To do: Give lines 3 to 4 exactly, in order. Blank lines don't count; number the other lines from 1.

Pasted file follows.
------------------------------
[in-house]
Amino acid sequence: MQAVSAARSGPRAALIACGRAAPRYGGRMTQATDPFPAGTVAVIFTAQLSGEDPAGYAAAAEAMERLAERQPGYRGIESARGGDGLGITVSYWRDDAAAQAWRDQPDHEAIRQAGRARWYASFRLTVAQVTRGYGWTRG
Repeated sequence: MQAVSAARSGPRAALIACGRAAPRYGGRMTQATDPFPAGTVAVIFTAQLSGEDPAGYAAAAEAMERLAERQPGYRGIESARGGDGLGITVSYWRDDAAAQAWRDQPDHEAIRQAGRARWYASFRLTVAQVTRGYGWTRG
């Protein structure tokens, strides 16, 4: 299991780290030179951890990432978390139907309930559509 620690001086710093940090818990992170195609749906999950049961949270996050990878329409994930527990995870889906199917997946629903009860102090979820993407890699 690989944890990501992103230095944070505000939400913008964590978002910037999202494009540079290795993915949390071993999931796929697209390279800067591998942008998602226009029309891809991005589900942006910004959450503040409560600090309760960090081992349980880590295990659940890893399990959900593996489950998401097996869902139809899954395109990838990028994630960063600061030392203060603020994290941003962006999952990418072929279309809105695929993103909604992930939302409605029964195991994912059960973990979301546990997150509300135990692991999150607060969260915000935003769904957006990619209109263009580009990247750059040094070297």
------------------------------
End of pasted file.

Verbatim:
Repeated sequence: MQAVSAARSGPRAALIACGRAAPRYGGRMTQATDPFPAGTVAVIFTAQLSGEDPAGYAAAAEAMERLAERQPGYRGIESARGGDGLGITVSYWRDDAAAQAWRDQPDHEAIRQAGRARWYASFRLTVAQVTRGYGWTRG
């Protein structure tokens, strides 16, 4: 299991780290030179951890990432978390139907309930559509 620690001086710093940090818990992170195609749906999950049961949270996050990878329409994930527990995870889906199917997946629903009860102090979820993407890699 690989944890990501992103230095944070505000939400913008964590978002910037999202494009540079290795993915949390071993999931796929697209390279800067591998942008998602226009029309891809991005589900942006910004959450503040409560600090309760960090081992349980880590295990659940890893399990959900593996489950998401097996869902139809899954395109990838990028994630960063600061030392203060603020994290941003962006999952990418072929279309809105695929993103909604992930939302409605029964195991994912059960973990979301546990997150509300135990692991999150607060969260915000935003769904957006990619209109263009580009990247750059040094070297």